This vegetarian potato soup is meat-free but it has an ultra-creamy texture and rich flavors, thanks to two types of onions and Yukon gold potatoes.
There are few things more comforting than a bowl of homemade potato soup. I know a lot of potato soup is made with bacon or some kind of ham, so I wanted to share a vegetarian-friendly option that uses all the same classic ingredients, just without meat!
This vegetarian potato soup uses half and half and shredded white cheddar to create a rich and creamy bowl of comfort! If you're looking for a dairy-free option, check out my vegan potato soup.
Why you'll love this recipe
- Simple but flavorful: We're using really simple ingredients (potatoes, half and half, butter...) but this potato soup has a "secret" ingredient that makes it a little extra special. Hint: I also use it in my gouda mac and cheese.
- Rich, thick texture: A simple roux combined with half and half creates a delightfully thick cream sauce as the base of this soup. Use an immersion blender to create a potato soup that is as smooth or chunky as you like.
- No peeling required: I use Yukon gold potatoes because they have a buttery texture and their skin is thin enough that it doesn't need to be peeled! Less prep for us.
- Yukon gold potatoes: I love the rich, buttery texture of Yukon golds, but this soup also works with russet potatoes. If using russets I recommend peeling them first.
- Green onions and sweet yellow onions: Using two types of onions creates a subtly sweet base. The green parts of the green onions also double as a potato soup topping. Sweet onion can be swapped for white onion, as needed.
- Old Bay seasoning: This is a blend of seasonings most often used on seafood, but I use it in all kinds of dishes to add a pop of flavor. If you don't have Old Bay, an equal amount of seasoned salt (such as Lawry's) will do.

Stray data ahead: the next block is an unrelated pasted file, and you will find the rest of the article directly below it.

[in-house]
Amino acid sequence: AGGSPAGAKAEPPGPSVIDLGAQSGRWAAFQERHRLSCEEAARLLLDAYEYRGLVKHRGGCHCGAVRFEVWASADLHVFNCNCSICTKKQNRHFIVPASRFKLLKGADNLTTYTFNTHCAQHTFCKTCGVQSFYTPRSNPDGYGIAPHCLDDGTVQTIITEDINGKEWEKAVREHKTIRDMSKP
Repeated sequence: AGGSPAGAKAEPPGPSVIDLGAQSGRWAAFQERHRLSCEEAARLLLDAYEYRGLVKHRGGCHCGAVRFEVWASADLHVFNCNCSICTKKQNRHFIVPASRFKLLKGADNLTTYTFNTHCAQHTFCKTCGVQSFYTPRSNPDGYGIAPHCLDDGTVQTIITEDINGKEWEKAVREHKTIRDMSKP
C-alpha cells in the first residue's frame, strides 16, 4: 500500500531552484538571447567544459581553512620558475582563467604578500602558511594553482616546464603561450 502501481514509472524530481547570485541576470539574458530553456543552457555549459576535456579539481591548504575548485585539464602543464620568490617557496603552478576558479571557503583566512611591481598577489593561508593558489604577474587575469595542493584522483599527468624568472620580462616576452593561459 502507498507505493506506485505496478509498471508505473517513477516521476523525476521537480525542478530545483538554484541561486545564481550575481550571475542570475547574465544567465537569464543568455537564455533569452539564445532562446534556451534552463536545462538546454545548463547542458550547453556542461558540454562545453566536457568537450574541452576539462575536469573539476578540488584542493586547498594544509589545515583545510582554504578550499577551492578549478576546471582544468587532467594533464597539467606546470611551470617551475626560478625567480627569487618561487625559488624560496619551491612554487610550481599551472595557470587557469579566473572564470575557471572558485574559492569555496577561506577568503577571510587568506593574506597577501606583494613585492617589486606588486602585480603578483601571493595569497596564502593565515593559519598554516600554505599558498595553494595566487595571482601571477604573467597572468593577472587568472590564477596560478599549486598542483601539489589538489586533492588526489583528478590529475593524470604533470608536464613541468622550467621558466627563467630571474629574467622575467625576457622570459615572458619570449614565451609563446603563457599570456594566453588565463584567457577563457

- Half and half: This adds creaminess to the potato soup. An equal amount of whole milk or 2% milk works as a swap but will be slightly less rich.
- Vegetable broth: I use Better than Bouillon dissolved in hot water for a flavorful vegetable broth, but any type of broth works here.
- White cheddar: The sharpness of Vermont white cheddar adds a little extra "something". For a milder, more traditional flavor, use regular sharp cheddar. I recommend using a block of cheese and grating it yourself, as the cheese melts into the soup more reliably this way.
- Butter: Choose unsalted butter, or use salted butter and adjust the added salt to taste. An equal amount of olive oil works for a lighter option.
Before you begin: Dice the potatoes into 1-inch pieces. Don't worry too much about the pieces all being the same size.
- Melt butter in a Dutch oven or large pot. Add the diced yellow onion, the white parts of the green onion, and salt. Sauté for 6 to 8 minutes, or until the yellow onion is softened and golden.
- Stir in the garlic. Sauté until golden, another 2 to 3 minutes. Sprinkle the flour into the pot. Toast it for a minute or two to remove the raw flour flavor, stirring frequently.